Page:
The wind was increasing fast as I worked. I finally strong-armed the genoa to the deck, but I had even more trouble with the smaller sail. When I let the pole forward the end holding the clew of the sail was about six feet out over the wild sea. I got a length of rope about the middle of the sail, but the part between the deck and the pole began whipping wildly. I got it under control at last by twisting the sail round and round at the deck, until the loose area was whittled down and I could secure it with a sail tie.
By this time, I had a really big blow on my hands. I worked hard to secure everything and was relieved to get the spinnaker poles to the deck and lashed down. And then Miranda began to break up. Her topping lift stranded and parted. So did one of the halyards of her little topsail. To get the topsail off I had to work with hands at full stretch above my head, balancing like a monkey. It was now blowing great guns, and Miranda's 14-foot mast was free to swing in the wind, while I was tangled up in its stays working on it.
It was only when I had finished that I realized what was going on. The din was appalling, a high-pitched scream predominating, with spray peppering everything and seas hitting with a bong! crash! The wind was about 80 miles per hour, and still increasing. I had spent five and a quarter hours on deck; it was now 4 in the afternoon; I was tired, and I went below.
At 8:30 p.m., after a fitful sleep, I woke and realized I would have to do something to slow up the boat. She was getting an awful bashing from the seas.
I got out a big automobile tire that I used as a sea anchor and shackled it to the anchor chain, paying out 10 fathoms of this over the stern. I also paid out 20 fathoms of 2�-inch line over the stern. I then filled a tin with oil and, puncturing the tin, hung it over the side amidships in a piece of canvas. I concluded that it was not the slightest use; the engine oil was too thick and we were moving too fast. The anchor chain left a white wake as it cut through the water.
By this time the wind, which had been steadily increasing, had reached at least 100 miles an hour. The noise was unbelievable. It made me wonder how anything could stand up to the wind. At 10 o'clock I worked out that we were headed into the eye of the storm, and I decided to bring Gipsy Moth around. I dressed very reluctantly and climbed with difficulty into the cockpit. I found I had a dry mouth when I started to do anything but felt better when I did it.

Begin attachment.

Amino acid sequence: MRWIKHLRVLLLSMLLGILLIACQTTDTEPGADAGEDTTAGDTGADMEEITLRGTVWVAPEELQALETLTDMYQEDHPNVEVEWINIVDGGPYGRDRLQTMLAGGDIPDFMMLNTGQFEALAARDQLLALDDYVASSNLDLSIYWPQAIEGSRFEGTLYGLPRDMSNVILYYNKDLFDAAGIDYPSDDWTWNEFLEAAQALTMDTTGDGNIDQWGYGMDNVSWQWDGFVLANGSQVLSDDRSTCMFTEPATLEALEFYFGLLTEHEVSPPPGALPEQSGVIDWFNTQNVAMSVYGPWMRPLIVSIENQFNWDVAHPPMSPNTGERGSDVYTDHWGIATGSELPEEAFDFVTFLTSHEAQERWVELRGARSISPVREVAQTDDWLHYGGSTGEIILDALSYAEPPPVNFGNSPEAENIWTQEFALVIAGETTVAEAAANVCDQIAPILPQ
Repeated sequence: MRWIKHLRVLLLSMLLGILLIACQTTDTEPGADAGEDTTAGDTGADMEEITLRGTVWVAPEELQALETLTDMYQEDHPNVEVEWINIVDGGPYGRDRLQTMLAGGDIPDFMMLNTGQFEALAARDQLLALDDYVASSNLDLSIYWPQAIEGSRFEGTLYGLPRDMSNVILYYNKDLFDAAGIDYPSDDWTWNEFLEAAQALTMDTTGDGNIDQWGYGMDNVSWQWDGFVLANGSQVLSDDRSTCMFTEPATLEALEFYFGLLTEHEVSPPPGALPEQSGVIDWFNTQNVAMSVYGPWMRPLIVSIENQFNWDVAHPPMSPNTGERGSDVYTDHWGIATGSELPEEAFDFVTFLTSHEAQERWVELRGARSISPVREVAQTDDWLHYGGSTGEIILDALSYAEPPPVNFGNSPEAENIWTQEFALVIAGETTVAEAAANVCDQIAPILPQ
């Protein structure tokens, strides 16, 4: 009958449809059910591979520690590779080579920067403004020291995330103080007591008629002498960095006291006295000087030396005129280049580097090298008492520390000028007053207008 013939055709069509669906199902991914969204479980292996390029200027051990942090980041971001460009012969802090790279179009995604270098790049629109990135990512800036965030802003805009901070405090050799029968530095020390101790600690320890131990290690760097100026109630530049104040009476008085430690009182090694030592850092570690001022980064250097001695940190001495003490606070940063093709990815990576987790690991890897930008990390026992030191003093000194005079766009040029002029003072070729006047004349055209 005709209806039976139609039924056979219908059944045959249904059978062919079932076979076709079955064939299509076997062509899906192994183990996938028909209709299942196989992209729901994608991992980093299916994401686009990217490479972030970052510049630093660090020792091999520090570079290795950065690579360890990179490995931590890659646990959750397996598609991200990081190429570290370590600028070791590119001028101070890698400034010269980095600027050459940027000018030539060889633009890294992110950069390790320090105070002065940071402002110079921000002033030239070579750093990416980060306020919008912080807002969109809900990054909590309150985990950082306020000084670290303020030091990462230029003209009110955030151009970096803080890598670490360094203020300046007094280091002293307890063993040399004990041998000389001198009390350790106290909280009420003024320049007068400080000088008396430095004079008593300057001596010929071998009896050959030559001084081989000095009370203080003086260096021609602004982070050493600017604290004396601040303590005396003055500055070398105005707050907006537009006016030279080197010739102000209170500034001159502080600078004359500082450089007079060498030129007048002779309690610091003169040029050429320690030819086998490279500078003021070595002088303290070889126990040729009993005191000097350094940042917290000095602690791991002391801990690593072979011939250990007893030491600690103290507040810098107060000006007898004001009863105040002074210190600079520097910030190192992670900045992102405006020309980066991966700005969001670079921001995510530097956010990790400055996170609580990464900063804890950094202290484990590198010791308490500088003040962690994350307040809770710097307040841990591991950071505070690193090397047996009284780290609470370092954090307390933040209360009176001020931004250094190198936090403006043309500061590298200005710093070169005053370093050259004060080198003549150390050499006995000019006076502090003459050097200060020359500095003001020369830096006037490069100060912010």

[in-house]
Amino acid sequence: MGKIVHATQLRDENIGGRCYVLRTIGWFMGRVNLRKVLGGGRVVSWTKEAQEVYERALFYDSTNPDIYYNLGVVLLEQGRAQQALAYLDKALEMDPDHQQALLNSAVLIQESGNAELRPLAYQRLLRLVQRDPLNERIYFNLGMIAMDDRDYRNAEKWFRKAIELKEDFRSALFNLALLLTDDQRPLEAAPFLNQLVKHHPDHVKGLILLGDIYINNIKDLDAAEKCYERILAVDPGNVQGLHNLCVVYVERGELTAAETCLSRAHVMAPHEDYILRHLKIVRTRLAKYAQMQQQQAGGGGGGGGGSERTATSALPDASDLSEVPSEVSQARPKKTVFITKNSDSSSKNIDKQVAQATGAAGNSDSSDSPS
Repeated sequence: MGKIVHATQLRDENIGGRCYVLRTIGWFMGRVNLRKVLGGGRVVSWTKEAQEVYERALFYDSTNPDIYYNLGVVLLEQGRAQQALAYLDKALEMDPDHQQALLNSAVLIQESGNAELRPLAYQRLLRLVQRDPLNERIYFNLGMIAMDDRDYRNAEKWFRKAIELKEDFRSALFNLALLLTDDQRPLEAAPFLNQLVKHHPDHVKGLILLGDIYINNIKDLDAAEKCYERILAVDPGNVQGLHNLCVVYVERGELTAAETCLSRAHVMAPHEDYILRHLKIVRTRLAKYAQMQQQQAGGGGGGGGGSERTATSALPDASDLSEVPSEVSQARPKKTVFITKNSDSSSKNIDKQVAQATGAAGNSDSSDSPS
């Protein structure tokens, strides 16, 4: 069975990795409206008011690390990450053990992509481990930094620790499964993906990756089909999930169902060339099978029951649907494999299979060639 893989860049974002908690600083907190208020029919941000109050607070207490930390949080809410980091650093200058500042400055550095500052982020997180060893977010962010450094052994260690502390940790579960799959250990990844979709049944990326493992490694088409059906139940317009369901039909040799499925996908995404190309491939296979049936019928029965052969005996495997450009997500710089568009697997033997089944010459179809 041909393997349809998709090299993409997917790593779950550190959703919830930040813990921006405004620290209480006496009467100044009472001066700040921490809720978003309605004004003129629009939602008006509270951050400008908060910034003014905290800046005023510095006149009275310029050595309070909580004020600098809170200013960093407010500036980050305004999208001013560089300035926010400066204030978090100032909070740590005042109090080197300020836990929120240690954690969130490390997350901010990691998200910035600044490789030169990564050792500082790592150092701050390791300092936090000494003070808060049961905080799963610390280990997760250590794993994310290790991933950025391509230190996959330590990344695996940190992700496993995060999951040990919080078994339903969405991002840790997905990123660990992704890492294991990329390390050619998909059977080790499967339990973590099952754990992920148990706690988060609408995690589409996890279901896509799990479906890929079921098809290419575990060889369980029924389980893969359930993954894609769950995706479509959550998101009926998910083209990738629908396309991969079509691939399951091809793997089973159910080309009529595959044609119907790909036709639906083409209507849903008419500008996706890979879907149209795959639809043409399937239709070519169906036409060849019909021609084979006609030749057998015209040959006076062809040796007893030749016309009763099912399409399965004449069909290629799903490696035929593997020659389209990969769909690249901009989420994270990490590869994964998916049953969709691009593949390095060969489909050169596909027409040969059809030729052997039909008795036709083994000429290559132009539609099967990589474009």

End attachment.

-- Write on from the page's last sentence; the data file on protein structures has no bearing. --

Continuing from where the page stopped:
With full rudder, held in with some strength, the boat slowly jibed about. She seemed to take the seas a shade easier on her new tack. When I went below I couldn't help laughing—all the books, cushions, clothes that I had gathered up were back on the floor. The movement was fearful; nothing stayed put. I dozed, but could not sleep. Waiting for the next comber made me tense. It seemed impossible that a small boat could survive. Reason told me that far less strong boats than this had come through such storms, but instinct said I was a fool if I believed that.
At 4 o'clock in the morning, however, I got up and changed over to the other tack again. The gear seemed intact, except for some dodger lashing which had parted, but seas were breaking right over the boat. I brought in the riding light, filled and lit it and rigged it in the stern as usual. It seemed completely unperturbed. An amazing light. Another amazing thing was the Aladdin wick stove, which I kept going all through the storm. It was a great comfort with everything wet.
AFTER THE STORM
The wind had abated, and I now estimated it at 80 miles per hour. We jogged along at about two or three knots all night long, towing the sea anchor and rope, right on course. At 11 this morning I saw the spanker boom of Miranda caught up in the backstay, and it brought me out of my hermit's cabin once more. I lashed the spanker to the gaff, standing on the pulpit and working with one hand stretched up as far as I could reach. The only other damage I could find was a life rail stanchion which had torn loose where it was bolted to the bulwark.